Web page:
House Passes Historic National Disaster Safety Board

Photo of a person in a safety vest, hard hat, and respirator holding a stop sign in front of a road almost hidden by wildfire smoke.

A Pacific Power flagger manages traffic east of Salem, Oregon, during the wildfires of September 2020.

Credit: Oregon Department of Transportation, shared under CC BY 2.0

In a groundbreaking step toward improving disaster preparation, response, and recovery, the U.S. House has passed legislation to create a National Disaster Safety Board (NDSB). Originally co-sponsored by Representatives Katie Porter (D-CA), Nancy Mace (R-SC), and John Garamendi (D-CA), the bipartisan National Disaster Safety Board Act would accelerate efforts to better address disasters in a climate-changed world. The measure was part of a larger wildfire and drought resilience bill passed by the House on July 29th.

The proposed NDSB would be charged with investigating the contributing factors of major disasters, working collaboratively with state and local agencies to assess what went right, what went wrong, and what we can do in the future to save lives and protect communities. This is clearly needed: in the first half of 2022, our country has suffered nine “billion-dollar disasters”—events that have each caused $1 billion or more in damages. And that list doesn’t include the hundreds of other events that may have lower price tags but still leave behind loss, trauma, and devastation. Yet we’re barely into hurricane season, with the most active months for tropical storms just ahead.

The increasing pace and severity of climate-fueled disasters illustrates the need for a NDSB. Modeled after the successful National Transportation Safety Board, the NDSB would develop evidence-based recommendations to inform national, state, and local policies. The Board’s Office for the Protection of Disproportionately Impacted Communities would have a special focus on the needs of those who are more vulnerable to the harms of disasters due to poverty, structural racism, and other underlying social factors.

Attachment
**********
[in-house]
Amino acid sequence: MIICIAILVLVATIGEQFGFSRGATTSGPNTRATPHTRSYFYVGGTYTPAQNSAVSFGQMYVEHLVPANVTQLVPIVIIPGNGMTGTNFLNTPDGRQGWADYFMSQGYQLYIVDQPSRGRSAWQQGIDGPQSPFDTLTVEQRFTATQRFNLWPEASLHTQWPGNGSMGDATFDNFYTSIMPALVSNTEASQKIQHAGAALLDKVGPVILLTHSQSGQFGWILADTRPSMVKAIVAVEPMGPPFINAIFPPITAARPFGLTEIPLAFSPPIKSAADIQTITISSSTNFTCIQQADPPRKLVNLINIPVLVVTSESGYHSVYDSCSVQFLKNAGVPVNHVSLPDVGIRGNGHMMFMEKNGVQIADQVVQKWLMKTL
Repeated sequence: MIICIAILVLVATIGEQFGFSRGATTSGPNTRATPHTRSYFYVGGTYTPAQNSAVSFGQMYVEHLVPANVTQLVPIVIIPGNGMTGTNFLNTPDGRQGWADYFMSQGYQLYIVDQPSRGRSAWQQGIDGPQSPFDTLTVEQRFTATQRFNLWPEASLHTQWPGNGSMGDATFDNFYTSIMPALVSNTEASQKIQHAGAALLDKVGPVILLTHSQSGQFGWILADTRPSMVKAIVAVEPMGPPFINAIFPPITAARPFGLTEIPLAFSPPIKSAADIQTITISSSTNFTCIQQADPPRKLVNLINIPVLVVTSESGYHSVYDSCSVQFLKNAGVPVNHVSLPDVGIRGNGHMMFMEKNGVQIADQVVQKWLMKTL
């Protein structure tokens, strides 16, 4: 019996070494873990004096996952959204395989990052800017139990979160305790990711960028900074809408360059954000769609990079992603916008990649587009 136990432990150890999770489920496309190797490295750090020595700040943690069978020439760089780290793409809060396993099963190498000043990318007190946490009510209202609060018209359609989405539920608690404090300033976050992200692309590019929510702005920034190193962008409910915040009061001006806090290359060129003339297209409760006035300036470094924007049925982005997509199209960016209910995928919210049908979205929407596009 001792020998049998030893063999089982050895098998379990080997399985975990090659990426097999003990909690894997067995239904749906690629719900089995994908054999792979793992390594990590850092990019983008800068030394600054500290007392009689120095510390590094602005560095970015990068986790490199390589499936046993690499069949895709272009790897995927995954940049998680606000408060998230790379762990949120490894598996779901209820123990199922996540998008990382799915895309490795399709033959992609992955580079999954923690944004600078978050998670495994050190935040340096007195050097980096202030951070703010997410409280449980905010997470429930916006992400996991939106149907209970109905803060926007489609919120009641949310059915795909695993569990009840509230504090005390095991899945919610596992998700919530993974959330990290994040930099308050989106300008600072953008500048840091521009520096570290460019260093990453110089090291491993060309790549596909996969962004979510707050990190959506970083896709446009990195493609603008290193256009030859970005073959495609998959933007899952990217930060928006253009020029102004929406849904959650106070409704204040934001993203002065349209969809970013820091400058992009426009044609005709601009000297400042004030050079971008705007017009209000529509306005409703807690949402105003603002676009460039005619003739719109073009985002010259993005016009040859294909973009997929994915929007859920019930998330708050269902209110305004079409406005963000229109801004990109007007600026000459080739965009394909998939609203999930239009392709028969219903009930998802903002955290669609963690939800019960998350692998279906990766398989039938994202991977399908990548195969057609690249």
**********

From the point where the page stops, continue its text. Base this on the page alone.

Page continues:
Last December, I had the pleasure of joining disaster historian Scott Gabriel Knowles on a live Cimpatico.TV episode to discuss the National Disaster Safety Board. Talking with Dr. Knowles is always illuminating, but during this conversation he said something that I’ll remember for a long time.

“Learning from the past to build a safer future is important—I’m a historian, I believe in that—but the act of disaster investigation itself is an important signal to victims and victims’ families and vulnerable communities that the government actually cares,” he said. “In other words, studying disasters is also a way to heal.”

Each disaster is different, but they all take a toll and leave communities struggling to navigate complex, insufficient, and unequal recovery programs. Each event also leaves us with lessons learned and, as a nation, we owe it to disaster survivors to apply those lessons as effectively as we can to prevent suffering in the future.

It’s time that the nation invests in a system designed to stop disasters before they happen, and to better heal from them when they do. With the House voting to establish a National Disaster Safety Board, we are taking an important step to make that happen.

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